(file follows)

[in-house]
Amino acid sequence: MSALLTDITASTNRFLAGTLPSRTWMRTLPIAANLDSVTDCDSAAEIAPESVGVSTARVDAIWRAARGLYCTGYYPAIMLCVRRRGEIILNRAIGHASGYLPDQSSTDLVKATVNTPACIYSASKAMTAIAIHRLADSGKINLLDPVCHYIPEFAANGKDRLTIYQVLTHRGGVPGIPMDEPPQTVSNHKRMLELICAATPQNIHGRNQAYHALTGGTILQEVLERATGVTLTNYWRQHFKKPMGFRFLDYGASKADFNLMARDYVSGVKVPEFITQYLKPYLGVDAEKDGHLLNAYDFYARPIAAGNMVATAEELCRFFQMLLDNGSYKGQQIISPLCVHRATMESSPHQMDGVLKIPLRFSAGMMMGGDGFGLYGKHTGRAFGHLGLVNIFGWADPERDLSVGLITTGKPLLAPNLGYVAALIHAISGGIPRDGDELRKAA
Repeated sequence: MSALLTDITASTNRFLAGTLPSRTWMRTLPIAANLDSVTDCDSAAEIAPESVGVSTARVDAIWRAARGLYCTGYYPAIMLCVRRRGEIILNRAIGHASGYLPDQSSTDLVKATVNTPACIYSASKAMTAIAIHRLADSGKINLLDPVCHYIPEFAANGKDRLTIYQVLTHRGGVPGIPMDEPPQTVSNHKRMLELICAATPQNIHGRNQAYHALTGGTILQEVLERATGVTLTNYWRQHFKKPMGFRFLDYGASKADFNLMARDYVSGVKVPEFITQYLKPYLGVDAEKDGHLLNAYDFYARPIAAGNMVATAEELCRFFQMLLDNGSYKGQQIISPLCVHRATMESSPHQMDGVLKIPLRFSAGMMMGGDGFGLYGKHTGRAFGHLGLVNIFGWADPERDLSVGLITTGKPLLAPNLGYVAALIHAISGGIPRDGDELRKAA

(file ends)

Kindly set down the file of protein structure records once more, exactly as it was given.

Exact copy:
[in-house]
Amino acid sequence: MSALLTDITASTNRFLAGTLPSRTWMRTLPIAANLDSVTDCDSAAEIAPESVGVSTARVDAIWRAARGLYCTGYYPAIMLCVRRRGEIILNRAIGHASGYLPDQSSTDLVKATVNTPACIYSASKAMTAIAIHRLADSGKINLLDPVCHYIPEFAANGKDRLTIYQVLTHRGGVPGIPMDEPPQTVSNHKRMLELICAATPQNIHGRNQAYHALTGGTILQEVLERATGVTLTNYWRQHFKKPMGFRFLDYGASKADFNLMARDYVSGVKVPEFITQYLKPYLGVDAEKDGHLLNAYDFYARPIAAGNMVATAEELCRFFQMLLDNGSYKGQQIISPLCVHRATMESSPHQMDGVLKIPLRFSAGMMMGGDGFGLYGKHTGRAFGHLGLVNIFGWADPERDLSVGLITTGKPLLAPNLGYVAALIHAISGGIPRDGDELRKAA
Repeated sequence: MSALLTDITASTNRFLAGTLPSRTWMRTLPIAANLDSVTDCDSAAEIAPESVGVSTARVDAIWRAARGLYCTGYYPAIMLCVRRRGEIILNRAIGHASGYLPDQSSTDLVKATVNTPACIYSASKAMTAIAIHRLADSGKINLLDPVCHYIPEFAANGKDRLTIYQVLTHRGGVPGIPMDEPPQTVSNHKRMLELICAATPQNIHGRNQAYHALTGGTILQEVLERATGVTLTNYWRQHFKKPMGFRFLDYGASKADFNLMARDYVSGVKVPEFITQYLKPYLGVDAEKDGHLLNAYDFYARPIAAGNMVATAEELCRFFQMLLDNGSYKGQQIISPLCVHRATMESSPHQMDGVLKIPLRFSAGMMMGGDGFGLYGKHTGRAFGHLGLVNIFGWADPERDLSVGLITTGKPLLAPNLGYVAALIHAISGGIPRDGDELRKAA